The integrity of the scholarly record is an essential aspect of research integrity. Every initiative and service that we have launched since our founding has been focused on documenting and clarifying the scholarly record in an open, machine-actionable and scalable form. All of this has been done to make it easier for the community to assess the trustworthiness of scholarly outputs. Now that the scholarly record itself has evolved beyond the published outputs at the end of the research process – to include both the elements of that process and its aftermath – preserving its integrity poses new challenges that we strive to meet.
I’m pleased to share the 2022 board election slate. Crossref’s Nominating Committee received 40 submissions from members worldwide to fill five open board seats.
We maintain a balance of eight large member seats and eight small member seats. A member’s size is determined based on the membership fee tier they pay. We look at how our total revenue is generated across the membership tiers and split it down the middle. Like last year, about half of our revenue came from members in the tiers $0 - $1,650, and the other half came from members in tiers $3,900 - $50,000.
Our entire community – members, metadata users, service providers, community organizations and researchers – create and/or use DOIs in some way so making them more accessible is a worthy and overdue effort.
For the first time in five years and only the second time ever, we are recommending some changes to our DOI display guidelines (the changes aren’t really for display but more on that below). We don’t take such changes lightly, because we know it means updating established workflows.
I’m delighted to say that Martin Paul Eve will be joining Crossref as a Principal R&D Developer starting in January 2023.
As a Professor of Literature, Technology, and Publishing at Birkbeck, University of London- Martin has always worked on issues relating to metadata and scholarly infrastructure. In joining the Crossref R&D group, Martin can focus full-time on helping us design and build a new generation of services and tools to help the research community navigate and make sense of the scholarly record.
This section shows Similarity Check account administrators using iThenticate v1 how to update their account admin settings. You need to follow the steps in this section before you start to set up your users and share the account with your colleagues.
If you are using iThenticate v2 rather than iThenticate v1, there are separate instructions for you.
Not sure if you’re using iThenticate v1 or iThenticate v2? More here.
Not sure whether you’re an account administrator? Check here.
The Settings tab controls general, document, and report display options. These options include the number of documents shown for each page, default report view, and controlling email notifications.
General settings (v1)
Use General settings to set your home folder - this is the folder will open by default when you log in to iThenticate. Choose your home folder from the drop-down menu.
From the Number of documents to show drop-down, choose how many uploaded documents are listed in your folders before a new page is created.
Choose what is displayed after you upload a document to iThenticate: Display the upload folder (to see the processing of the document you have just uploaded), or Upload another document (returns you to the upload form).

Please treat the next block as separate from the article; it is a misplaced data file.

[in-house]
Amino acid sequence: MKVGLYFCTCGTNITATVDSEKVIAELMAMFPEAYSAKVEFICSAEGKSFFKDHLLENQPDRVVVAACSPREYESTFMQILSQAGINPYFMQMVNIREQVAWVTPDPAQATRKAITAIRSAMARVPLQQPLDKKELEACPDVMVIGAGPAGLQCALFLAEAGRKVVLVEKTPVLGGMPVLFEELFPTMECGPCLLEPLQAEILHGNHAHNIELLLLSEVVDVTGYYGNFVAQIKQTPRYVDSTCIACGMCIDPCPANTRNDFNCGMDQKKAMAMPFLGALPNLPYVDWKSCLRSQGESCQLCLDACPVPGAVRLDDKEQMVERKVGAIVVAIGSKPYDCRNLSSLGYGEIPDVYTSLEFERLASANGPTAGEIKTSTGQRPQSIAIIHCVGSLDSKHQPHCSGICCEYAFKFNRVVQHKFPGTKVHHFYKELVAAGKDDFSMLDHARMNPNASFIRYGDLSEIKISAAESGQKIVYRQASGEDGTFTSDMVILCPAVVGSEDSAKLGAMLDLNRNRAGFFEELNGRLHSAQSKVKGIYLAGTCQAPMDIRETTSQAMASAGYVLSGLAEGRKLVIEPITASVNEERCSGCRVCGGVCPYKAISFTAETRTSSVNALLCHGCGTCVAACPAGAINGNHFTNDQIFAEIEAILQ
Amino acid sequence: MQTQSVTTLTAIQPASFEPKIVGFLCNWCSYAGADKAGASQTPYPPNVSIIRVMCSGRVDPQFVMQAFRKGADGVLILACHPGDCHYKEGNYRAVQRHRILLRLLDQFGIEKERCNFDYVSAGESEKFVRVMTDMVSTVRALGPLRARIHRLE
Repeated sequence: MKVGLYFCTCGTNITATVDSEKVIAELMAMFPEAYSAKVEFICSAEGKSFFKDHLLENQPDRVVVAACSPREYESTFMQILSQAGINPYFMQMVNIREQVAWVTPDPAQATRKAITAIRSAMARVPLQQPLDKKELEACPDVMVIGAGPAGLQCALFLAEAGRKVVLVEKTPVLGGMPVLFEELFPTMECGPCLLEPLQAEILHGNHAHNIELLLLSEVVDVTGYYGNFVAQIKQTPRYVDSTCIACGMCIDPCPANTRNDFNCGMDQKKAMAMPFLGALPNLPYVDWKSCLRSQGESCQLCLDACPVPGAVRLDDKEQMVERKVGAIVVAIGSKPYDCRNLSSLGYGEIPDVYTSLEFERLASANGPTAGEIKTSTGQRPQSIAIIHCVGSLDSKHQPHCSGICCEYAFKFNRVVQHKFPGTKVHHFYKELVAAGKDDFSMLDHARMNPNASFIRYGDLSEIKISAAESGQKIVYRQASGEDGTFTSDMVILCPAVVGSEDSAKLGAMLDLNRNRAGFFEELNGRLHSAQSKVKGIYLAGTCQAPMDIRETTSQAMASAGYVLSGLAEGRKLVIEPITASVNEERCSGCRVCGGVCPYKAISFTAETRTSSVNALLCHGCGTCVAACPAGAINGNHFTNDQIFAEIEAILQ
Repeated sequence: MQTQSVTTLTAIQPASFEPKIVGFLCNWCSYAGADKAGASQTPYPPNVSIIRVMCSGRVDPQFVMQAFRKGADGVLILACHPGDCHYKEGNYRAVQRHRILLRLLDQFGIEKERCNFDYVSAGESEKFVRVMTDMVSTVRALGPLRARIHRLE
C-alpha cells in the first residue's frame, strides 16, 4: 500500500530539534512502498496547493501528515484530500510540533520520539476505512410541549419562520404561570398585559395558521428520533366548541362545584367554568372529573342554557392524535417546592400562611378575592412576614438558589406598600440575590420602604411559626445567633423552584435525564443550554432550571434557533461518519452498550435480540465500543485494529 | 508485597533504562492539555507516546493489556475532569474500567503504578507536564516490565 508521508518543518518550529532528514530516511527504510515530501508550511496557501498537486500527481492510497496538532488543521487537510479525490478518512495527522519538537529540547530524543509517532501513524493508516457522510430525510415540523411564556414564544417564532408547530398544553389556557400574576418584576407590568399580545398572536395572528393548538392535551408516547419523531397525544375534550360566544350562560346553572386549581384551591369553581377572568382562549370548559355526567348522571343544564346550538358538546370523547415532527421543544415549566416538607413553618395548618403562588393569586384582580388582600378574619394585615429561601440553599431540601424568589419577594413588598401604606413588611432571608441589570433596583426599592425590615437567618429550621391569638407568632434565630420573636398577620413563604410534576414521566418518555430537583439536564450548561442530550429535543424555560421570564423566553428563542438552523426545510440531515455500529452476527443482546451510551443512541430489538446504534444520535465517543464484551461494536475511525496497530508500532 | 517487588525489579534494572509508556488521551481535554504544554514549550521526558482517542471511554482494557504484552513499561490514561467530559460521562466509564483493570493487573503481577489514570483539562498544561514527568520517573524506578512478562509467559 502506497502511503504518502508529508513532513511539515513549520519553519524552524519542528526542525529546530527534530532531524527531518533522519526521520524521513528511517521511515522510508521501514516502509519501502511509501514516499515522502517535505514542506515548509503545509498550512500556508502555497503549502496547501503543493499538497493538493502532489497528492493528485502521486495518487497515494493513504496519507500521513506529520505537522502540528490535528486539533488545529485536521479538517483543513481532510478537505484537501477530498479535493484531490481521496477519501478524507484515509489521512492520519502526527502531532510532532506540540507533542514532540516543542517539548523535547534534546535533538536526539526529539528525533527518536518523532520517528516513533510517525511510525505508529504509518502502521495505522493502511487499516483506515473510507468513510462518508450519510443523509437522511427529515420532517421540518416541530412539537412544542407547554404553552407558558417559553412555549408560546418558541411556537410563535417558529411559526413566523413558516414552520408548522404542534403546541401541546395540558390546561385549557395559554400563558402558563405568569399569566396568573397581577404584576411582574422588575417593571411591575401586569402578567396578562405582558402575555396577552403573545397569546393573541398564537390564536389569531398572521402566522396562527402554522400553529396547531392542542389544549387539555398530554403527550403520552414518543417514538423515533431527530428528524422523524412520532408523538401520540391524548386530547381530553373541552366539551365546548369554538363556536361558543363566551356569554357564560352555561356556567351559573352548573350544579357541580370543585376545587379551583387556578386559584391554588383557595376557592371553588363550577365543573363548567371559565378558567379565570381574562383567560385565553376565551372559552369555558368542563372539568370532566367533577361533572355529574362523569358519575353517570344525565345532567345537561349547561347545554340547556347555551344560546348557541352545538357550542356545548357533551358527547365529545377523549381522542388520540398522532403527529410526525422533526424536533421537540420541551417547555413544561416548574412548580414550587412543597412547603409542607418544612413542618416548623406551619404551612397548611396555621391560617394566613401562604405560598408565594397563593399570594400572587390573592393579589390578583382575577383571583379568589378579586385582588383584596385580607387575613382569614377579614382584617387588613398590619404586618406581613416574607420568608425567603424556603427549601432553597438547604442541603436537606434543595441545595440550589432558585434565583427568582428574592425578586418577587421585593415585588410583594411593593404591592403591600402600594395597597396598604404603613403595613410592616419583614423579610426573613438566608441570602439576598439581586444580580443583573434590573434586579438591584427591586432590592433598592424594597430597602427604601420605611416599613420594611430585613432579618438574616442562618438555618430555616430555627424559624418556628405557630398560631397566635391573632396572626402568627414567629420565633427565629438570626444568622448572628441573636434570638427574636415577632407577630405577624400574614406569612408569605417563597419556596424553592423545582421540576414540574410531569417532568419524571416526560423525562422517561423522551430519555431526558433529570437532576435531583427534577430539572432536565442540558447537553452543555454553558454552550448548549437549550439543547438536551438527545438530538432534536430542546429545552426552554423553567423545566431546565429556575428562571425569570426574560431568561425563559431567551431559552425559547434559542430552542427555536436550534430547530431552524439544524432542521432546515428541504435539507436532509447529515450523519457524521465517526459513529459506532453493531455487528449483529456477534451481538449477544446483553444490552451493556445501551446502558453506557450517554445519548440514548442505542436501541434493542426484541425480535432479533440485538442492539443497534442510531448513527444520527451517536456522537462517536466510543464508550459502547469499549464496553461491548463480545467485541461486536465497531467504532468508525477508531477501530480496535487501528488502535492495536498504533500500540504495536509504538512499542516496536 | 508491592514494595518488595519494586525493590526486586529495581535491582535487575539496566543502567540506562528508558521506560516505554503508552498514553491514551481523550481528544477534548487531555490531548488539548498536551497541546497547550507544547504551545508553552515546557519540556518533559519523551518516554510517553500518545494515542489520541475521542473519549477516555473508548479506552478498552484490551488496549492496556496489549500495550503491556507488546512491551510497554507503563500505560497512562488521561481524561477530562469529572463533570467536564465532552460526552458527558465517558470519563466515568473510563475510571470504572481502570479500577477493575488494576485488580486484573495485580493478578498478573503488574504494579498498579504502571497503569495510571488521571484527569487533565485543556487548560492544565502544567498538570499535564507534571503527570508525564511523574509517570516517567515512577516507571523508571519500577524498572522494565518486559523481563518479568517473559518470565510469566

You can also choose the time zone and language for your account - the language you choose will set the language of your user interface.
Click Update Settings to save your changes.
Documents settings (v1)
Use Documents settings to choose the default way iThenticate sorts your uploaded documents: by processed date, title, Similarity Score, and author. Choose your preferred option from the drop-down menu.
You can set the threshold at which the Similarity Score color changes, based on the percentage of similarity. All Similarity Scores above the percentage you set will appear in the folder in blue, all those beneath the percentage will appear in gray. This visual distinction helps you easily identify matches above a given threshold. Learn more about how to interpret the Similarity Score.
Click Update Settings to save your changes.
Reports settings (v1)
Use Reports settings to adjust your email notifications, choose whether to color-code your reports, and view available document repositories for your account.
Email notifications tell you when a Similarity Report has exceeded particular thresholds, including Similarity Reports in shared folders. Email notifications are sent to the email address you used to sign up to iThenticate.
Report email frequency: choose whether to receive notifications, chose how often you would like to receive them every hour, once a day, every other day, or once a week
Similarity Report threshold: this refers to a paper’s overall Similarity Score. If the Similarity Score of a paper in your account exceeds the threshold set, you will receive an email notification. The default setting is ‘don’t notify me’.
Content tracking report threshold: this refers to the All Sources section of the Similarity Report. If a single source for a paper in your account exceeds the similarity threshold set, you will receive an email notification. The default setting is don’t notify me.
Color code report: color-coding the Similarity Report can make viewing matches easier. Choose Yes or No to enable or disable this feature.
Available document repositories: this section shows the available repositories for your account. Modify them in the folder settings.
Page owner: Kathleen Luschek | Last updated 2020-May-19